Cantaloupes (a common American name for muskmelons) are a crop that lends itself well to small-scale and part-time farming operations. There are multiple markets for growers with 5 acres or less, and many field operations, such as land preparation, planting, and harvesting, can be custom hired. Custom labor and cultivation, however, are only available in areas where there are other producers that use plastic laying, raised-bed, and mechanical transplanting equipment. Should you need to purchase the necessary equipment, start-up expenses will be higher.
Cantaloupes are a member of the cucurbitaceae family, which includes squash, pumpkins, cucumbers, watermelons, and gourds. Individual plants produce both male and female flowers, and fruit size varies from 3 to 7 pounds. Fruit shape and appearance are quite varied, ranging from smooth or partially netted to sutured and heavily netted.
Cantaloupes were first cultivated in the Near East and were found growing in areas from Turkey to China, including northwest India, Afghanistan, and Uzbekistan. Several cantaloupe varieties were reportedly grown in the West Indies as early as 1494. Cantaloupes were also cultivated by Native Americans near the present city of Montreal in 1535 and in the vicinity of Philadelphia prior to 1748. Commercial cantaloupe production did not begin in the United States until the 1870s and was initially centered in Maryland, Delaware, and New Jersey.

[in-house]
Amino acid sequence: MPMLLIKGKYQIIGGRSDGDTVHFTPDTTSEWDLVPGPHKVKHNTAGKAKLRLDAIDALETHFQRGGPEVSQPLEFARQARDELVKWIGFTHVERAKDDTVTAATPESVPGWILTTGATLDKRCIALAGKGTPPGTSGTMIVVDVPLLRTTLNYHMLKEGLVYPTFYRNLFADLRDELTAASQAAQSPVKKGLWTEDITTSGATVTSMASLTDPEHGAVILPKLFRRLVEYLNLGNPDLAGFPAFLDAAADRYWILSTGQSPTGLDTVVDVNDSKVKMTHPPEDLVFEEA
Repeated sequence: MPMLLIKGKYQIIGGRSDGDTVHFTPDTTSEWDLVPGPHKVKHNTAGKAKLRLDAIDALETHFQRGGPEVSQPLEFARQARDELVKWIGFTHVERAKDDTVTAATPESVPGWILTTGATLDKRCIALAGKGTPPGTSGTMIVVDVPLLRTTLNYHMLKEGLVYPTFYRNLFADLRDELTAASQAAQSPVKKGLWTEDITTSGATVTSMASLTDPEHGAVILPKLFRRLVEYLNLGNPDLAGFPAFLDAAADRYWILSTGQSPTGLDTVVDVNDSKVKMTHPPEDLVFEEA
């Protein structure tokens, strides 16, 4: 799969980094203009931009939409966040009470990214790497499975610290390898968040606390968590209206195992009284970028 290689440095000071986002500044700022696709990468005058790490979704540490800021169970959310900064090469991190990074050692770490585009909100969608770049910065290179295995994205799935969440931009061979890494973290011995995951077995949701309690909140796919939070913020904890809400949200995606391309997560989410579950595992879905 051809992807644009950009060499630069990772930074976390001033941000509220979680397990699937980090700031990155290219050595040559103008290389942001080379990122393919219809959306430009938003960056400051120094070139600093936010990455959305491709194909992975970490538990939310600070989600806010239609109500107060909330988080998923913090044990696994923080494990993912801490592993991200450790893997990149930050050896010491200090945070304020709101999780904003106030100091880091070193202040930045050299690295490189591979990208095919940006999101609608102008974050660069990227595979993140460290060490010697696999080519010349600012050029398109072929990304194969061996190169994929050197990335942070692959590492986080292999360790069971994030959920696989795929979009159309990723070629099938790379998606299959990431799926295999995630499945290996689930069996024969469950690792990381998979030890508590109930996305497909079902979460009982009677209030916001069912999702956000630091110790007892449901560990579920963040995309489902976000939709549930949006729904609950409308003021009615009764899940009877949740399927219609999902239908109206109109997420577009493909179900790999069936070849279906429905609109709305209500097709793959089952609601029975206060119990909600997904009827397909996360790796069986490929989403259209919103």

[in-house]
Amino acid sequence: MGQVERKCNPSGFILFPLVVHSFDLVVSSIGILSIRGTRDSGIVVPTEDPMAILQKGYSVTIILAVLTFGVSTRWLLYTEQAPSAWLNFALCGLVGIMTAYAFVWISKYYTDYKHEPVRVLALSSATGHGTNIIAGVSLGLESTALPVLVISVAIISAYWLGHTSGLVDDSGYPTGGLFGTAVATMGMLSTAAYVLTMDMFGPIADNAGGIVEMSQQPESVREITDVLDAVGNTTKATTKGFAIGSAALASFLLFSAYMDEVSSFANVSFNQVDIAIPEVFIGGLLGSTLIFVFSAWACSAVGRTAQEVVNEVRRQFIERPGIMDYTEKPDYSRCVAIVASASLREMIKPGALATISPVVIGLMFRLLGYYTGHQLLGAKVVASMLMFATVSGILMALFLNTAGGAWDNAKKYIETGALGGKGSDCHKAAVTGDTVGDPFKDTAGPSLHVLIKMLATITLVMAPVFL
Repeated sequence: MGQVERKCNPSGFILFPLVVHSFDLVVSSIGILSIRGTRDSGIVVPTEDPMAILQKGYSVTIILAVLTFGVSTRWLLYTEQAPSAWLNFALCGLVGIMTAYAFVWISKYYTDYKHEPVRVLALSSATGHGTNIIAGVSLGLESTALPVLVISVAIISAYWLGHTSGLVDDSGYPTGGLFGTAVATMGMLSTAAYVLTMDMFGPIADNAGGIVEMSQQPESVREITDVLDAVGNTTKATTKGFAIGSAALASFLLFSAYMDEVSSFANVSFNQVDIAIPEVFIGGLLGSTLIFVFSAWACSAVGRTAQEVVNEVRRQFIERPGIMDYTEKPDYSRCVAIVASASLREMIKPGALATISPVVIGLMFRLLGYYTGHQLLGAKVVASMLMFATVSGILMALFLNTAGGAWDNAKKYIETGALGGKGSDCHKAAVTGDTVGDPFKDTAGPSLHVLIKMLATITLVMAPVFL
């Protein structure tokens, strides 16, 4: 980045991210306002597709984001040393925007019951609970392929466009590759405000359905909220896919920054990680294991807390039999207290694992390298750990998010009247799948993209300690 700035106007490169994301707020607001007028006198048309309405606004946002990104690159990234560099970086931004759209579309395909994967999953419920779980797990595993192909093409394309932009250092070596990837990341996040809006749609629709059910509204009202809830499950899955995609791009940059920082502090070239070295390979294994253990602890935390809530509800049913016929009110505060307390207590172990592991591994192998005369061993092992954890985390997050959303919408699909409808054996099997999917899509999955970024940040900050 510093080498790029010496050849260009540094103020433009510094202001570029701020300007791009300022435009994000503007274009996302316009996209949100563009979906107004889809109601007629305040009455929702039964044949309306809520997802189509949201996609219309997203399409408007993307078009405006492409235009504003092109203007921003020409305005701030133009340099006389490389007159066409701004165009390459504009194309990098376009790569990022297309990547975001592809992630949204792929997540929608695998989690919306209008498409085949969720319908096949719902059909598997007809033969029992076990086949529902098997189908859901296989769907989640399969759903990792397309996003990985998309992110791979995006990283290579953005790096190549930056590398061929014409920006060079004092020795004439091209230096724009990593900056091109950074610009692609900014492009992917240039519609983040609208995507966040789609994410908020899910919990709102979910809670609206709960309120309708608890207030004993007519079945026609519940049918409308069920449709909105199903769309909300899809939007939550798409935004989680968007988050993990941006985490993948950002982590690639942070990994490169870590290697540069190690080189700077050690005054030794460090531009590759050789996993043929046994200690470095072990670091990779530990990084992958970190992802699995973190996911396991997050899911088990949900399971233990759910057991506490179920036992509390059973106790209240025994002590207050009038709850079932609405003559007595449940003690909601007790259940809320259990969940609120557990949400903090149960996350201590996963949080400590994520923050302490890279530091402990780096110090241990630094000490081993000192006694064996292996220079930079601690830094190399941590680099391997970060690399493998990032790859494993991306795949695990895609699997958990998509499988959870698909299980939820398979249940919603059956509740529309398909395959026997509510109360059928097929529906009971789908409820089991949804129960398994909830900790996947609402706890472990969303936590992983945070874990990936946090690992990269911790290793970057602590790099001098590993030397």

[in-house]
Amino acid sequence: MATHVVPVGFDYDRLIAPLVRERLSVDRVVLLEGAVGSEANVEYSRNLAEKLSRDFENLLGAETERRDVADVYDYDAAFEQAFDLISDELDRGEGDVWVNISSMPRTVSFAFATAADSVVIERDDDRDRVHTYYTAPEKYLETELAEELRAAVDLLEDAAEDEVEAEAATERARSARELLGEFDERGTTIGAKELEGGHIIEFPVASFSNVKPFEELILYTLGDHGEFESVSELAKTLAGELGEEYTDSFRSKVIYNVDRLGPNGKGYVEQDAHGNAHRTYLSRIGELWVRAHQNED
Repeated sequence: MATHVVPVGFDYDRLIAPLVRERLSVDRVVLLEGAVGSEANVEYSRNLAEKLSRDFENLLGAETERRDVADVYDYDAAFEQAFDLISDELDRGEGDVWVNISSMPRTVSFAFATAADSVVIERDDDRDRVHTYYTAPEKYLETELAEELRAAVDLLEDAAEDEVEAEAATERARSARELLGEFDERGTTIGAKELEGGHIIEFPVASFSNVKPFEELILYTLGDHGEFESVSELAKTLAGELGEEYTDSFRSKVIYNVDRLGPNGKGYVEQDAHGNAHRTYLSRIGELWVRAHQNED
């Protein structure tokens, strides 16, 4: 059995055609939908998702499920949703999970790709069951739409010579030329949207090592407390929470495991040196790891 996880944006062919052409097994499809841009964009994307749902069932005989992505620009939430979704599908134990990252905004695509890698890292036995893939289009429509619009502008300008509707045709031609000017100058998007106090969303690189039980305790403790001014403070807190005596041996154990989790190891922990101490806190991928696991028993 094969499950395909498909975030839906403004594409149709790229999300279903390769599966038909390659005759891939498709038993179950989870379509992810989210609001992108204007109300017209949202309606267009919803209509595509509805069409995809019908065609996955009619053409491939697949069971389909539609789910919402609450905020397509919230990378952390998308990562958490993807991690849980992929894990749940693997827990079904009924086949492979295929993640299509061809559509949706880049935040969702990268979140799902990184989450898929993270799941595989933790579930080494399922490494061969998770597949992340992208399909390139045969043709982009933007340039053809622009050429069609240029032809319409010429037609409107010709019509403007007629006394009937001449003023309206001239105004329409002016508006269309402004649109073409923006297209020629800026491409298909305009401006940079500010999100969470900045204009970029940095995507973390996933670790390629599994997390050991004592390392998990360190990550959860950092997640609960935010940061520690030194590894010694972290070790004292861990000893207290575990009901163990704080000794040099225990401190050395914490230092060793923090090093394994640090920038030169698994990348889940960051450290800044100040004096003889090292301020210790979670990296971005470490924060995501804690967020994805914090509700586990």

Around 2.0–2.2 billion pounds of cantaloupes are produced in the United States annually on over 90,000 acres, generating $300–$400 million in farm receipts. Pennsylvania farmers produce over 10 million pounds on 1,300 acres, generating more than $2.3 million in gross receipts.